Though she told police after she reported the alleged attack that she did not know who Strauss Kahn was - who at the time was being touted as the next President of France - she was reportedly on the phone the following day with a jailed drug dealer talking about a potential windfall if she pursued charges.
A letter from prosecutors also revealed that she lied about what actually happened on the day. Read More
Chinese girl, two, plunges from 10th floor window... and is caught by woman passer-by - 3rd July 2011
Wu Juping, 31, a mother of a seven-month-old baby saw the child dangling from the window of the high-rise apartment block.
The quick-thinking heroine kicked off her high-heeled shoes and ran towards her with her arms outstretched.
The mother was lauded as a heroine on Chinese television, which showed her in a hospital bed recovering from a broken arm after Saturday's accident.
The child, named 'Niu Niu', suffered internal bleeding and remains in a critical condition.
The toddler had been left at home alone when the accident took place, the state-run Xinhua news agency reported. Read More
Troops are said to be taking up positions at key entrances to Hama, and in the city centre.
There are reports of gunfire and mass arrests taking place.
On Friday the city saw some of the biggest demonstrations yet against the rule of President Bashar al-Assad.
A day later, Mr Assad sacked the governor of Hama, Ahmad Khaled Abdel Aziz.
Activists say more than 1,350 civilians and 350 security personnel have been killed across Syria since protests began in mid-March.
Rami Abdel-Rahman, president of the Syrian Observatory for Human Rights, said troops took up positions at Hama late on Saturday and "heavy gunfire" was heard in the city overnight.
He told Reuters news agency there had been a number of arrests on the outskirts of the city.
"The authorities seem to have opted for a military solution to subdue the city," he said. (read more)
"The tribunal was established for an obvious political goal, and no one is allowed to investigate Israel," he said on Lebanese TV Saturday, explaining his position on the Special Tribunal for Lebanon's indictments in connection with the 2005 attack, which left Rafik Hariri and 22 others dead.
"Instead of investigating with Israel, they cooperated with Israel."
The tribunal submitted to Lebanese authorities a sealed indictment and arrest warrants this week for an unknown number of suspects. A highly placed source in the Lebanese Army told CNN the four include Mustafa Badreddine, Hasan Oneisa, Salim Ayyah and Asad Sabra -- all Hezbollah members.
Many Lebanese believe the killing revolved around the controversies over Syria's role in Lebanon, occupied at the time by Syrian troops, and the Damascus government's strong political influence in Lebanon. (read more)
The street, known as "La Pasarela," or "The Catwalk," is quiet now, thanks to an operation that freed 62 victims of a forced-prostitution ring, including two teenagers. But before, it was a hotbed of activity -- a center of sexual exploitation that prayed on the young and vulnerable.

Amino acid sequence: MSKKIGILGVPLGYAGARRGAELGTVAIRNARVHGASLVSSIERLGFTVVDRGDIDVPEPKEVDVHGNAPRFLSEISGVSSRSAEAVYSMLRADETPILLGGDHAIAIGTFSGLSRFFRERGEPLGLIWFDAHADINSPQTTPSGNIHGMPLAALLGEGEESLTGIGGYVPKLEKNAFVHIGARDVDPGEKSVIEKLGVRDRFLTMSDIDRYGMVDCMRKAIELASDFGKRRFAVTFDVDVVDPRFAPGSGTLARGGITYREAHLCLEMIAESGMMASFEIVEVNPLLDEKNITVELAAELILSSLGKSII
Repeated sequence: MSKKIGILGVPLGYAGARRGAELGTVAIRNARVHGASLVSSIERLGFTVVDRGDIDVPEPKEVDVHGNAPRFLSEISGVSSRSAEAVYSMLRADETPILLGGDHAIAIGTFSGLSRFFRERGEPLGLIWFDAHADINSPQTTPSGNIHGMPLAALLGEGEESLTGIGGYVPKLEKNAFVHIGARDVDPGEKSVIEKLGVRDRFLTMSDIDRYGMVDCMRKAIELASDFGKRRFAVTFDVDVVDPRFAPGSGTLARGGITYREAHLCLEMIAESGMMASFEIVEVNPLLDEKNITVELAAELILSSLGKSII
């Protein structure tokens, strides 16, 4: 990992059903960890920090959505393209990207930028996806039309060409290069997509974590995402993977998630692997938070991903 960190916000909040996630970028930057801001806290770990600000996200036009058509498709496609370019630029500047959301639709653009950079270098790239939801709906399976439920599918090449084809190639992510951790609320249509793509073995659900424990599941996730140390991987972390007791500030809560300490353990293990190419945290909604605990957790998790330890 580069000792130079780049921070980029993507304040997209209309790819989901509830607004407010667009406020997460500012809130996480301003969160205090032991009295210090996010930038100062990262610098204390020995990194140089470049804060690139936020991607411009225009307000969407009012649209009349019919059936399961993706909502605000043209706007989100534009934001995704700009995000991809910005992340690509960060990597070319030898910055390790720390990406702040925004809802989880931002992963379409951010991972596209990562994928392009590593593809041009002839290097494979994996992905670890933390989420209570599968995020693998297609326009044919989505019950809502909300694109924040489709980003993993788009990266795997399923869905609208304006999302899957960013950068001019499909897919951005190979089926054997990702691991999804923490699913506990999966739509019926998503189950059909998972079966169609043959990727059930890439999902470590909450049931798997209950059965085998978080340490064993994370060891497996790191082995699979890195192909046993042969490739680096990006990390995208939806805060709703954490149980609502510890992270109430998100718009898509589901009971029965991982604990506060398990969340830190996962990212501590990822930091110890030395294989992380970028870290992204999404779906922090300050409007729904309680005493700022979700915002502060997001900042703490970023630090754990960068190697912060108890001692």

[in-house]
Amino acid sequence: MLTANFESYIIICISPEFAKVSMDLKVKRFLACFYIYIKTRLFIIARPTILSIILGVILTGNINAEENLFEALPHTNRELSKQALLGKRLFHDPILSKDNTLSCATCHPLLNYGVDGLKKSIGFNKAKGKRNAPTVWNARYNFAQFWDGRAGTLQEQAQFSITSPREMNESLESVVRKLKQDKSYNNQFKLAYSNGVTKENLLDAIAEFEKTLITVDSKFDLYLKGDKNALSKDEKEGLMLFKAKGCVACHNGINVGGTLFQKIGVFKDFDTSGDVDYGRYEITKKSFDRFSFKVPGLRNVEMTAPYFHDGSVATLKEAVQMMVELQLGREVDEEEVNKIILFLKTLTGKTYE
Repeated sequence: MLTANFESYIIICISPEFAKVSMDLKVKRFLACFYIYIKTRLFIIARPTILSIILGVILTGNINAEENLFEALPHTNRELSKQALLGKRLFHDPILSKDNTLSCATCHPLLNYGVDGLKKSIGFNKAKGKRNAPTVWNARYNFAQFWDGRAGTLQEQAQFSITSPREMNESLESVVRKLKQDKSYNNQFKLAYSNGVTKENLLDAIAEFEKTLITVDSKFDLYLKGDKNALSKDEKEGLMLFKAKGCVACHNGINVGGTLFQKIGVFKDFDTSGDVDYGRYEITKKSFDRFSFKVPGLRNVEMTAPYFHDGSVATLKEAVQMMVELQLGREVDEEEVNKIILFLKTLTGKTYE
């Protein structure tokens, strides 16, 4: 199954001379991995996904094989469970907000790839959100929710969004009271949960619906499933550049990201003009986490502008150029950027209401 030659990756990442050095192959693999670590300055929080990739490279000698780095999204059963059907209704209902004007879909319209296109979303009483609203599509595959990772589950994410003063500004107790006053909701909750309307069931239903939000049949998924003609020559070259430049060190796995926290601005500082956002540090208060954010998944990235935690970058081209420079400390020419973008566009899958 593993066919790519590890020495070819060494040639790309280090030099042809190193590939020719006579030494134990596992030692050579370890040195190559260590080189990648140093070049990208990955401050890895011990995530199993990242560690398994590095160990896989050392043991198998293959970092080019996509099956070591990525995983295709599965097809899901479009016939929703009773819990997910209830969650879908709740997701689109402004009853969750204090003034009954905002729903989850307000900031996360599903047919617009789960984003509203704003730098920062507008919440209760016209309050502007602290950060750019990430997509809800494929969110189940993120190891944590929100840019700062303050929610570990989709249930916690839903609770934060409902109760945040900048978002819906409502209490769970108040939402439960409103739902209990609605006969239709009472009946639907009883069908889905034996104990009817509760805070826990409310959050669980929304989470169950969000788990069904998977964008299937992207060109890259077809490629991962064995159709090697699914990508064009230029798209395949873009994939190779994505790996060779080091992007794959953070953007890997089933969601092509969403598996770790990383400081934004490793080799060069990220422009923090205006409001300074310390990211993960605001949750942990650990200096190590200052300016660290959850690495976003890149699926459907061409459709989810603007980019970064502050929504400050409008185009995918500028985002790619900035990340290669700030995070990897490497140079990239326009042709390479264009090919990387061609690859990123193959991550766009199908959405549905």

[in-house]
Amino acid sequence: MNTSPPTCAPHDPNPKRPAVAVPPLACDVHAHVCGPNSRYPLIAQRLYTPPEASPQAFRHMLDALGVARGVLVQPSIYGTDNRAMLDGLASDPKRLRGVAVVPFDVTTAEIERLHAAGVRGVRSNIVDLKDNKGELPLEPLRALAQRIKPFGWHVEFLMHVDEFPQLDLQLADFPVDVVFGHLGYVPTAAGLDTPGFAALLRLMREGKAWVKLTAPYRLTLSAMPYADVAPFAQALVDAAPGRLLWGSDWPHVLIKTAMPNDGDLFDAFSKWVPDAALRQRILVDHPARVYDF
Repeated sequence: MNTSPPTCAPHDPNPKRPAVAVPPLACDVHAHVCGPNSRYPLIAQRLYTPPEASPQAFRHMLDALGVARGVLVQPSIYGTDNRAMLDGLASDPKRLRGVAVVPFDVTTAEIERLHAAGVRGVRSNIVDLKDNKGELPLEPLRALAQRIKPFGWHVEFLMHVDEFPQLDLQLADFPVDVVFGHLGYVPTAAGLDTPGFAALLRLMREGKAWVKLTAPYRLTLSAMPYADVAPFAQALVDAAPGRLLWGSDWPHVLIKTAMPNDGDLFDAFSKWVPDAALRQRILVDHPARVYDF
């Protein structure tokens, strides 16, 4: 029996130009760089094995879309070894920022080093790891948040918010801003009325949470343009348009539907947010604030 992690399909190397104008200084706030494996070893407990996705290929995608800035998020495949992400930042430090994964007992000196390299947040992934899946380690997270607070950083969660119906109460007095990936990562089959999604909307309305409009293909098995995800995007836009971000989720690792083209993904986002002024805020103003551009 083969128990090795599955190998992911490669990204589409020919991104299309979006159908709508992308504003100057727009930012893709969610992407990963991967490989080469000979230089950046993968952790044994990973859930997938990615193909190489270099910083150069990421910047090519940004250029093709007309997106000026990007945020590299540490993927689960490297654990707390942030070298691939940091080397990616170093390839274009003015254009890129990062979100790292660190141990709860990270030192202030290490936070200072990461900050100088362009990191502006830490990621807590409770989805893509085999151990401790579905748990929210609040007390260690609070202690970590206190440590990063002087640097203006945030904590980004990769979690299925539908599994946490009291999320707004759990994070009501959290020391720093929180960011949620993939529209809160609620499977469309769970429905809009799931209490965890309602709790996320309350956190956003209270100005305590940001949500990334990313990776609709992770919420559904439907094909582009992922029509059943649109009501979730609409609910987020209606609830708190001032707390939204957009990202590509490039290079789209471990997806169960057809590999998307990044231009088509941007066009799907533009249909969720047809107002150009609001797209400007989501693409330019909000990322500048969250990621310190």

"They were forced into this activity through threats and by the constant fear that their handlers would hurt them or their families, including their children," said Juana Camila Bautista, the city's prosecutor for sex crimes. "Of course (it's slavery)."
Five men and two women who police say ran the ring were arrested in May and are currently in custody pending an investigation into alleged human trafficking, pimping, corruption of minors and organized crime.
Authorities say two brothers, Manuel and Armando Rodriguez Mejia, controlled the organization. Manuel has been arrested, while Armado remains at large. (read more)
About 200 Canadian Forces personnel have been deployed to the town to help build up its defences for the expected crest of the Souris River on Tuesday. Some dikes may have to be raised to a height of nearly four metres, according to officials.
Souris Mayor Darryl Jackson said he made the appeal for the military's help because the town, about 220 kilometres west of Winnipeg, is also threatened in the west by Plum Creek, which flows into the Souris and could spill its banks.
"We just were not going to have time to get those dikes armoured," Jackson told CBC News on Sunday morning. "The soldiers came in yesterday. They were put right to work there."
The river rose another 15 centimetres overnight, Jackson said, which forced health-care and fire officials to make arrangements in case the bridge needs to be closed.
"We have certainly been alerted to that possibility," he said. "Our doctors all live on this side of the river, not the hospital side, so I'm sure they're making plans for at least one of the doctors to be on site at the hospital when the water is close." (read more)
But the gas may not be as easy and cheap to extract from shale formations deep underground as the companies are saying, according to hundreds of industry e-mails and internal documents and an analysis of data from thousands of wells.
In the e-mails, energy executives, industry lawyers, state geologists and market analysts voice skepticism about lofty forecasts and question whether companies are intentionally, and even illegally, overstating the productivity of their wells and the size of their reserves. Many of these e-mails also suggest a view that is in stark contrast to more bullish public comments made by the industry, in much the same way that insiders have raised doubts about previous financial bubbles.